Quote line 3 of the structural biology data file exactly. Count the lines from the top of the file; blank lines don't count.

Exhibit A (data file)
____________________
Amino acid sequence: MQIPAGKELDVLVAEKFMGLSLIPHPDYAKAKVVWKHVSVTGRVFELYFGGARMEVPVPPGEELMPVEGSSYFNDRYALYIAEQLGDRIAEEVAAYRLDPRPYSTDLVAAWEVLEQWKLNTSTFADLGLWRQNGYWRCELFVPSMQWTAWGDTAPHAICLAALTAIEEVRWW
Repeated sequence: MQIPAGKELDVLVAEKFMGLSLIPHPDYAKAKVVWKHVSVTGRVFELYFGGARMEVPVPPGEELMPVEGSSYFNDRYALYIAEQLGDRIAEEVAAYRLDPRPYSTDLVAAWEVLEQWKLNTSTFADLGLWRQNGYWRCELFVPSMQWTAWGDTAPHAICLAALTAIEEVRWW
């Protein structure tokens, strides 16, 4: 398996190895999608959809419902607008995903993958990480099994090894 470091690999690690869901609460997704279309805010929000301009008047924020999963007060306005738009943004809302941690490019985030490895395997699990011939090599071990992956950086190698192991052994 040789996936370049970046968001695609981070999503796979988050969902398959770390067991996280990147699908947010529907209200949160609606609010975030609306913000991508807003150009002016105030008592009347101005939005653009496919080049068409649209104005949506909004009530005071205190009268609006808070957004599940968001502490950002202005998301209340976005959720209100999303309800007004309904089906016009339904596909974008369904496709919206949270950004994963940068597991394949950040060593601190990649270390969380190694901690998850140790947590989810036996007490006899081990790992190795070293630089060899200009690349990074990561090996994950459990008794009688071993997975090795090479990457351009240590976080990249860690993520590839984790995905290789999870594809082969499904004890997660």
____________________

């Protein structure tokens, strides 16, 4: 398996190895999608959809419902607008995903993958990480099994090894 470091690999690690869901609460997704279309805010929000301009008047924020999963007060306005738009943004809302941690490019985030490895395997699990011939090599071990992956950086190698192991052994 040789996936370049970046968001695609981070999503796979988050969902398959770390067991996280990147699908947010529907209200949160609606609010975030609306913000991508807003150009002016105030008592009347101005939005653009496919080049068409649209104005949506909004009530005071205190009268609006808070957004599940968001502490950002202005998301209340976005959720209100999303309800007004309904089906016009339904596909974008369904496709919206949270950004994963940068597991394949950040060593601190990649270390969380190694901690998850140790947590989810036996007490006899081990790992190795070293630089060899200009690349990074990561090996994950459990008794009688071993997975090795090479990457351009240590976080990249860690993520590839984790995905290789999870594809082969499904004890997660």